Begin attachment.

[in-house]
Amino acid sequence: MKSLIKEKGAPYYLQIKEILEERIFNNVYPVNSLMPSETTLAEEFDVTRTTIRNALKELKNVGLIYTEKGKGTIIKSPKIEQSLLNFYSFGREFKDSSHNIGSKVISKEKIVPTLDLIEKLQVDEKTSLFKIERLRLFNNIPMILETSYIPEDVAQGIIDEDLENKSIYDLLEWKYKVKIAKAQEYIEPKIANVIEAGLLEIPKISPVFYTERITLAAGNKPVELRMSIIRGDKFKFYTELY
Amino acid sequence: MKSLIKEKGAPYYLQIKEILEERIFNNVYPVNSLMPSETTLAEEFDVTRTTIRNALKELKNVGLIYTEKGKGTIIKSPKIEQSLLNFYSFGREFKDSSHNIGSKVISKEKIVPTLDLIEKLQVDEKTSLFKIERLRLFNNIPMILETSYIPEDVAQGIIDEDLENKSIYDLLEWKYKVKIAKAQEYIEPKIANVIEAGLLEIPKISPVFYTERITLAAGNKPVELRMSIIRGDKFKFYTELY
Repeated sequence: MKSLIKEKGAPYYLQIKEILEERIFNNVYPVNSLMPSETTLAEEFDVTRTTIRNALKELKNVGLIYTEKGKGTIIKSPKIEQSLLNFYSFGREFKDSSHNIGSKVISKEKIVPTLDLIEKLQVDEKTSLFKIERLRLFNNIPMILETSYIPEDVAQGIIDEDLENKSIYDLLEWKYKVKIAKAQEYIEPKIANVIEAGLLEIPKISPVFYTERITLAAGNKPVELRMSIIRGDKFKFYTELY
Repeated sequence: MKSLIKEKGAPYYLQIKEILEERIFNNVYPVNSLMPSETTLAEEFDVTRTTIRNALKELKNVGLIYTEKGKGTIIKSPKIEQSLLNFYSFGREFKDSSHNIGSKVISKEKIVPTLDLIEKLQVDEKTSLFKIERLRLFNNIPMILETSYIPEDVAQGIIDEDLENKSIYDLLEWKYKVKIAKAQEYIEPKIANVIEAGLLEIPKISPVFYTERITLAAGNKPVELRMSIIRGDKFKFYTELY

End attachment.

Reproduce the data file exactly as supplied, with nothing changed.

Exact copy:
[in-house]
Amino acid sequence: MKSLIKEKGAPYYLQIKEILEERIFNNVYPVNSLMPSETTLAEEFDVTRTTIRNALKELKNVGLIYTEKGKGTIIKSPKIEQSLLNFYSFGREFKDSSHNIGSKVISKEKIVPTLDLIEKLQVDEKTSLFKIERLRLFNNIPMILETSYIPEDVAQGIIDEDLENKSIYDLLEWKYKVKIAKAQEYIEPKIANVIEAGLLEIPKISPVFYTERITLAAGNKPVELRMSIIRGDKFKFYTELY
Amino acid sequence: MKSLIKEKGAPYYLQIKEILEERIFNNVYPVNSLMPSETTLAEEFDVTRTTIRNALKELKNVGLIYTEKGKGTIIKSPKIEQSLLNFYSFGREFKDSSHNIGSKVISKEKIVPTLDLIEKLQVDEKTSLFKIERLRLFNNIPMILETSYIPEDVAQGIIDEDLENKSIYDLLEWKYKVKIAKAQEYIEPKIANVIEAGLLEIPKISPVFYTERITLAAGNKPVELRMSIIRGDKFKFYTELY
Repeated sequence: MKSLIKEKGAPYYLQIKEILEERIFNNVYPVNSLMPSETTLAEEFDVTRTTIRNALKELKNVGLIYTEKGKGTIIKSPKIEQSLLNFYSFGREFKDSSHNIGSKVISKEKIVPTLDLIEKLQVDEKTSLFKIERLRLFNNIPMILETSYIPEDVAQGIIDEDLENKSIYDLLEWKYKVKIAKAQEYIEPKIANVIEAGLLEIPKISPVFYTERITLAAGNKPVELRMSIIRGDKFKFYTELY
Repeated sequence: MKSLIKEKGAPYYLQIKEILEERIFNNVYPVNSLMPSETTLAEEFDVTRTTIRNALKELKNVGLIYTEKGKGTIIKSPKIEQSLLNFYSFGREFKDSSHNIGSKVISKEKIVPTLDLIEKLQVDEKTSLFKIERLRLFNNIPMILETSYIPEDVAQGIIDEDLENKSIYDLLEWKYKVKIAKAQEYIEPKIANVIEAGLLEIPKISPVFYTERITLAAGNKPVELRMSIIRGDKFKFYTELY